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UAE-based Filipinos react to bill that pushes for OFW exemption from paying PhilHealth premiums

Many Overseas Filipino Workers (OFW) based in the UAE agree that they should not be mandated to pay the premiums of Philippine Health Insurance Corporation (PhilHealth), supporting the bill that aims to exempt them from the agency’s compulsory contributions.

Recently, Albay Representative Joey Salceda filed a bill seeking to reform PhilHealth through the “PhilHealth Reform Act of 2020” (HB 7578). Under this, there will be a revamp in the embattled organization to ensure that the Universal Healthcare Law will be funded and get rid of corruption activities.

Salceda also pushes for the exemption of overseas Filipino workers (OFWs) to pay Philhealth premiums, saying that they are not earning in the Philippines and there is no direct benefit from the agency.

In the straw poll conducted by The Filipino Times based on social media reactions, about 58 percent of netizens said it is unfair that they are obliged to pay the premiums especially since they have not directly benefitted from it, and also because they feel discouraged due to the widespread corruption allegedly happening inside the agency.

“OFWs must not need to give [payment] unless this will go to the family itself!!!! Kaysa naman magbabayad silang kahit ilang percent pa, hindi naman sila ang gagamit!!!!” said April Sevillo.

Many OFW netizens also expressed frustration about the law that mandates them to regularly contribute to PhilHealth before they can get their overseas employment certificate (OEC)—an exit pass issued by Philippine Overseas Employment Administration (POEA) that needs to be presented to the immigration officer at the airport of exit in the Philippines.

“Dapat ‘di yan required sa pagkuha ng OEC, kung sino lang may gusto, magbayad sila. Pag ayaw, ‘di huwag,” said netizen Cristina Mendoza.

Unreasonable amount

Mendoza, along with many other OFWs, also said that the requirement to remit 3 percent of their annual salaries to PhilHealth is also unreasonable.

“Sobrang taas monthly, may nalalaman pang 3% at 5% sa sahod. ‘Di po pinupulot ang pera sa abroad at ‘di lahat maayos ang trabaho iba tiis na lang,” she said.

“Okay lang naman magbayad, natural lang bilang isang Filipino citizen na magbayad sa mga responsibilad. Pero ‘yong reasonable naman ang amount,” added Marichu M. Altar Sy.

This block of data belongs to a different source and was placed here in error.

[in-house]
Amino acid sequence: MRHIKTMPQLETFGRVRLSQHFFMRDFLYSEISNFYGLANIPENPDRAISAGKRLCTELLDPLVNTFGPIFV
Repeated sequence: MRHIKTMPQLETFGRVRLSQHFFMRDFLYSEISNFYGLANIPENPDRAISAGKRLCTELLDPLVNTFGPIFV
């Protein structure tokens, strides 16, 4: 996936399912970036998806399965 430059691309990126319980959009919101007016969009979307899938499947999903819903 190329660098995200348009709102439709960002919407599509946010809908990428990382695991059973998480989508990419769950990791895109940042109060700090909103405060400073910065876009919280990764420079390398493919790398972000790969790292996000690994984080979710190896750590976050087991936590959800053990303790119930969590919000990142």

Lenegin D. Agustin, meanwhile, said that it’s unfair for them to increase their contributions, especially now that their salaries have been reduced due to the pandemic.

“Huwa na sanang taasan pa kasi [ang PhilHealth contribution kasi] marami kaming mga OFW dito sa Middle East na hindi kalakihan ang sahod, lalo na ngayong pandemic reduced pa sahod naming,” she said.

OFW Arjie Butial also stressed that while he is willing to pay, the unreasonable amount and the corruption issues discourage him from contributing.

“Okay lang naman mag-contribute, but not to an unreasonable amount na parang kami na papasan ng kakulangan at pangungurakot! Also, sana hindi lang puro imbestiga ang nangyayari kundi sana may makulong,” he said.

Change the system 

Some OFWs, however, say that there are some benefits to be had at PhilHealth, noting that it helped them get enough protection for their families back home as well as themselves. However, the system inside the agency must be changed

“Hindi lang naman para sa atin ang PhilHealth, pwede sa anak natin at sa mga magulang. Sisteme lang ang dapat baguhin. Paano naman kami sa future kung hindi ayusin ang systema na yan?,” said one netizen who commented on The Filipino Times’ post.

Netizen Baluya Mark Eric, on the other hand, said he is willing to support the mandatory payment of PhilHealth premiums for beneficiaries in the Philippines, but the rate should be lower.

“1.5% or lower or flat rate,” he said.

The controversial circular

In June, PhilHealth issued circular which imposes a 3 percent increase in contributions ranging from Php10,000 to Php60,000 will still take effect when the coronavirus pandemic is over.

The circular classified OFWs as direct contributors under the Universal Healthcare Law and therefore, payment and remittance of premium contributions is mandatory.

READ ALSO: Filipinos in UAE lash out at PhilHealth’s mandatory 3% payment

An OFW who has an income of Php10,000 to Php60,000 will have a hike in premium of 2.75 percent.

The agency claims that only 320,000 OFWS are actively contributing to PhilHealth right now out of more than 3 million registered members. They have also collected Php1.02 billion from the 320,000 OFW contributors, both here and abroad.

PhilHealth is now under fire as allegations of billions of corruptions hound the agency.

Jamille Domingo-Marasigan

Jamille Domingo-Marasigan gathers stories on a wide array of topics, particularly on the Philippines, UAE, Saudi, and Bahrain—which are published on The Filipino Times Newspaper, The Filipino Times Website, and The Filipino Times Newsletter. She also presents the news on cam in the pre-recorded daily broadcast of The Filipino Times Newsbreak—a run-through of the most important events of the day, reaching 5,000 to 20,000 views—to deliver stories to audiences inclined to audio-visual content online. For recommendations and story pitches, you can reach her at [email protected]

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